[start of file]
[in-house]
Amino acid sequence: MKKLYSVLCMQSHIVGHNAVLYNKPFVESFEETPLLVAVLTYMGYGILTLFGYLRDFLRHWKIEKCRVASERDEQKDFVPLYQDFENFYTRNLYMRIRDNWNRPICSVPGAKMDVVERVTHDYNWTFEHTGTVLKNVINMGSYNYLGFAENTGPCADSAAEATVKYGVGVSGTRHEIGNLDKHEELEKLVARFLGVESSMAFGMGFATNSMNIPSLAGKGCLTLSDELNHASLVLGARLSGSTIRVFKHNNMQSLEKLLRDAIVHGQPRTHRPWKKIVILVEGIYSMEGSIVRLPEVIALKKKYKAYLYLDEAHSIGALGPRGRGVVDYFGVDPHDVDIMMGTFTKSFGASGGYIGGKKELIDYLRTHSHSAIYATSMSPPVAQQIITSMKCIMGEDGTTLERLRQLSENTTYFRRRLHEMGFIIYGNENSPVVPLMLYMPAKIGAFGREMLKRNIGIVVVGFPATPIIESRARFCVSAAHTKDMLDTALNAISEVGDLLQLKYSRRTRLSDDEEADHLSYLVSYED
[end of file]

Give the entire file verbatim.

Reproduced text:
[in-house]
Amino acid sequence: MKKLYSVLCMQSHIVGHNAVLYNKPFVESFEETPLLVAVLTYMGYGILTLFGYLRDFLRHWKIEKCRVASERDEQKDFVPLYQDFENFYTRNLYMRIRDNWNRPICSVPGAKMDVVERVTHDYNWTFEHTGTVLKNVINMGSYNYLGFAENTGPCADSAAEATVKYGVGVSGTRHEIGNLDKHEELEKLVARFLGVESSMAFGMGFATNSMNIPSLAGKGCLTLSDELNHASLVLGARLSGSTIRVFKHNNMQSLEKLLRDAIVHGQPRTHRPWKKIVILVEGIYSMEGSIVRLPEVIALKKKYKAYLYLDEAHSIGALGPRGRGVVDYFGVDPHDVDIMMGTFTKSFGASGGYIGGKKELIDYLRTHSHSAIYATSMSPPVAQQIITSMKCIMGEDGTTLERLRQLSENTTYFRRRLHEMGFIIYGNENSPVVPLMLYMPAKIGAFGREMLKRNIGIVVVGFPATPIIESRARFCVSAAHTKDMLDTALNAISEVGDLLQLKYSRRTRLSDDEEADHLSYLVSYED